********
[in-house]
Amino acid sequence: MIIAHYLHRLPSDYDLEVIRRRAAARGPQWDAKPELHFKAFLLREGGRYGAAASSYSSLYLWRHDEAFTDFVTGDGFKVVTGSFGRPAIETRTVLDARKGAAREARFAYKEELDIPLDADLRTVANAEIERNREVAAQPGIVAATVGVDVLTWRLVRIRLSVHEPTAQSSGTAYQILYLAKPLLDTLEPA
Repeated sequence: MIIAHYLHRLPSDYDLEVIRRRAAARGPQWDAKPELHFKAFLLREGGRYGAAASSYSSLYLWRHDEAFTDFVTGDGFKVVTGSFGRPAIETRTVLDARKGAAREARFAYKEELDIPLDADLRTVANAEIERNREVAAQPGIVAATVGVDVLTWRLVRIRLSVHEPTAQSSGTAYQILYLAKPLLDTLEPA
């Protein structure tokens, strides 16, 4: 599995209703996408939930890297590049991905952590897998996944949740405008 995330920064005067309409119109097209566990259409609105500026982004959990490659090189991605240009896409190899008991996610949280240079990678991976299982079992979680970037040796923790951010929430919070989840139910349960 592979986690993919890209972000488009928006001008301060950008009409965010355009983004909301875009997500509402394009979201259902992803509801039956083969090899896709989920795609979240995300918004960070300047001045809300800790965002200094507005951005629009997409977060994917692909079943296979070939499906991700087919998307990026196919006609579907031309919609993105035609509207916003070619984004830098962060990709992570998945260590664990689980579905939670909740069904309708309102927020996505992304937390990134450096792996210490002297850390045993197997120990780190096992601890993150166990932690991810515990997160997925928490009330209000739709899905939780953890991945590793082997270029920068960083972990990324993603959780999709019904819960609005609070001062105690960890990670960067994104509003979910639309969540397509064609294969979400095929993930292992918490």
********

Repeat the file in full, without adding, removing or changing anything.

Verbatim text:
[in-house]
Amino acid sequence: MIIAHYLHRLPSDYDLEVIRRRAAARGPQWDAKPELHFKAFLLREGGRYGAAASSYSSLYLWRHDEAFTDFVTGDGFKVVTGSFGRPAIETRTVLDARKGAAREARFAYKEELDIPLDADLRTVANAEIERNREVAAQPGIVAATVGVDVLTWRLVRIRLSVHEPTAQSSGTAYQILYLAKPLLDTLEPA
Repeated sequence: MIIAHYLHRLPSDYDLEVIRRRAAARGPQWDAKPELHFKAFLLREGGRYGAAASSYSSLYLWRHDEAFTDFVTGDGFKVVTGSFGRPAIETRTVLDARKGAAREARFAYKEELDIPLDADLRTVANAEIERNREVAAQPGIVAATVGVDVLTWRLVRIRLSVHEPTAQSSGTAYQILYLAKPLLDTLEPA
């Protein structure tokens, strides 16, 4: 599995209703996408939930890297590049991905952590897998996944949740405008 995330920064005067309409119109097209566990259409609105500026982004959990490659090189991605240009896409190899008991996610949280240079990678991976299982079992979680970037040796923790951010929430919070989840139910349960 592979986690993919890209972000488009928006001008301060950008009409965010355009983004909301875009997500509402394009979201259902992803509801039956083969090899896709989920795609979240995300918004960070300047001045809300800790965002200094507005951005629009997409977060994917692909079943296979070939499906991700087919998307990026196919006609579907031309919609993105035609509207916003070619984004830098962060990709992570998945260590664990689980579905939670909740069904309708309102927020996505992304937390990134450096792996210490002297850390045993197997120990780190096992601890993150166990932690991810515990997160997925928490009330209000739709899905939780953890991945590793082997270029920068960083972990990324993603959780999709019904819960609005609070001062105690960890990670960067994104509003979910639309969540397509064609294969979400095929993930292992918490």